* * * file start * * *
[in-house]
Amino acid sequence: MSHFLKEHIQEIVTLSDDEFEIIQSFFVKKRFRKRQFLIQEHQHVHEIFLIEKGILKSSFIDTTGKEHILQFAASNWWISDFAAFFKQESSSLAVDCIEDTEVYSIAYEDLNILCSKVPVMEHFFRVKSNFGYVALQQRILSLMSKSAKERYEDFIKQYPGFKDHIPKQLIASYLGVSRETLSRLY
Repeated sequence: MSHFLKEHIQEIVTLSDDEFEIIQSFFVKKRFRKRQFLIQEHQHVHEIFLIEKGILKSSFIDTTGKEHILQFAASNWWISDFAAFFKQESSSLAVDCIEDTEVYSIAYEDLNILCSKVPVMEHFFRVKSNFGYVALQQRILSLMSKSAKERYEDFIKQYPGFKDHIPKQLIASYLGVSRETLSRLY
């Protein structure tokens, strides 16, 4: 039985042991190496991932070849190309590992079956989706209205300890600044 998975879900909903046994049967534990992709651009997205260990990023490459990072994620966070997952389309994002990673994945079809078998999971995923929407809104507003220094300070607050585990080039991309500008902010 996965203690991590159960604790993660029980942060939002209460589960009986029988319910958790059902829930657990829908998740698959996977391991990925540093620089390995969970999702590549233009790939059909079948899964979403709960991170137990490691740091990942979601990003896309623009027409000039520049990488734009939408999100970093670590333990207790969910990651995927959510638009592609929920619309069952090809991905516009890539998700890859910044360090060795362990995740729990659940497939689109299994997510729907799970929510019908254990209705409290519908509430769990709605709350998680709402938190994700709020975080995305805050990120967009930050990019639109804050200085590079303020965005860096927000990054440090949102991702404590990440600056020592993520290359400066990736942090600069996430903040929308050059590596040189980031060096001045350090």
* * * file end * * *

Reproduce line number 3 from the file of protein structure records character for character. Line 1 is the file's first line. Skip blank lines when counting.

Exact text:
Repeated sequence: MSHFLKEHIQEIVTLSDDEFEIIQSFFVKKRFRKRQFLIQEHQHVHEIFLIEKGILKSSFIDTTGKEHILQFAASNWWISDFAAFFKQESSSLAVDCIEDTEVYSIAYEDLNILCSKVPVMEHFFRVKSNFGYVALQQRILSLMSKSAKERYEDFIKQYPGFKDHIPKQLIASYLGVSRETLSRLY